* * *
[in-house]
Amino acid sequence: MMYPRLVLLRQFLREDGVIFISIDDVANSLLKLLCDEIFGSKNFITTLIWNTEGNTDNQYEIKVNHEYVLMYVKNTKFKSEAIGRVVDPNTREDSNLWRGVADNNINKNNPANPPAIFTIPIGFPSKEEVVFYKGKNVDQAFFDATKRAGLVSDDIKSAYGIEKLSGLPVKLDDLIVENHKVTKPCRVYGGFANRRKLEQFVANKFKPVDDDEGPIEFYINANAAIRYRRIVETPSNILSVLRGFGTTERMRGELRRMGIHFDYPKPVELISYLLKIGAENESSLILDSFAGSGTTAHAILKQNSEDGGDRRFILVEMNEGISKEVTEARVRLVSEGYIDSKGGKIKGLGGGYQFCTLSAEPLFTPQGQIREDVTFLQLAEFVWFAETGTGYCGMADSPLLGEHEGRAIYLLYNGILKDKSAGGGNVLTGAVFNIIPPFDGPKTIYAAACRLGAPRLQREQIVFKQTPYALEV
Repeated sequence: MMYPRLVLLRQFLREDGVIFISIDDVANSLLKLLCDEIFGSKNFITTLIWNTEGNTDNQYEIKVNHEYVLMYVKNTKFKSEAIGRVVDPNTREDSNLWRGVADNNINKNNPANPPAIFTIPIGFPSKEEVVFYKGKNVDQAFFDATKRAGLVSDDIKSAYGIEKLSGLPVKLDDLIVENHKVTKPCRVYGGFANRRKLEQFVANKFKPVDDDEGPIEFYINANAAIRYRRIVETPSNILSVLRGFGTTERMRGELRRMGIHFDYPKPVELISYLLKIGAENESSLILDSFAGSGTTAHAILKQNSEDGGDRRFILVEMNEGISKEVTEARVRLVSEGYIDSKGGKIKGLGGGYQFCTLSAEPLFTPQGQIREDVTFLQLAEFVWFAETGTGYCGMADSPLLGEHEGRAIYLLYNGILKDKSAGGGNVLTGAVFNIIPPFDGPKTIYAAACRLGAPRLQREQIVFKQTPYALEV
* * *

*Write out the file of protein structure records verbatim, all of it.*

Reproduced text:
[in-house]
Amino acid sequence: MMYPRLVLLRQFLREDGVIFISIDDVANSLLKLLCDEIFGSKNFITTLIWNTEGNTDNQYEIKVNHEYVLMYVKNTKFKSEAIGRVVDPNTREDSNLWRGVADNNINKNNPANPPAIFTIPIGFPSKEEVVFYKGKNVDQAFFDATKRAGLVSDDIKSAYGIEKLSGLPVKLDDLIVENHKVTKPCRVYGGFANRRKLEQFVANKFKPVDDDEGPIEFYINANAAIRYRRIVETPSNILSVLRGFGTTERMRGELRRMGIHFDYPKPVELISYLLKIGAENESSLILDSFAGSGTTAHAILKQNSEDGGDRRFILVEMNEGISKEVTEARVRLVSEGYIDSKGGKIKGLGGGYQFCTLSAEPLFTPQGQIREDVTFLQLAEFVWFAETGTGYCGMADSPLLGEHEGRAIYLLYNGILKDKSAGGGNVLTGAVFNIIPPFDGPKTIYAAACRLGAPRLQREQIVFKQTPYALEV
Repeated sequence: MMYPRLVLLRQFLREDGVIFISIDDVANSLLKLLCDEIFGSKNFITTLIWNTEGNTDNQYEIKVNHEYVLMYVKNTKFKSEAIGRVVDPNTREDSNLWRGVADNNINKNNPANPPAIFTIPIGFPSKEEVVFYKGKNVDQAFFDATKRAGLVSDDIKSAYGIEKLSGLPVKLDDLIVENHKVTKPCRVYGGFANRRKLEQFVANKFKPVDDDEGPIEFYINANAAIRYRRIVETPSNILSVLRGFGTTERMRGELRRMGIHFDYPKPVELISYLLKIGAENESSLILDSFAGSGTTAHAILKQNSEDGGDRRFILVEMNEGISKEVTEARVRLVSEGYIDSKGGKIKGLGGGYQFCTLSAEPLFTPQGQIREDVTFLQLAEFVWFAETGTGYCGMADSPLLGEHEGRAIYLLYNGILKDKSAGGGNVLTGAVFNIIPPFDGPKTIYAAACRLGAPRLQREQIVFKQTPYALEV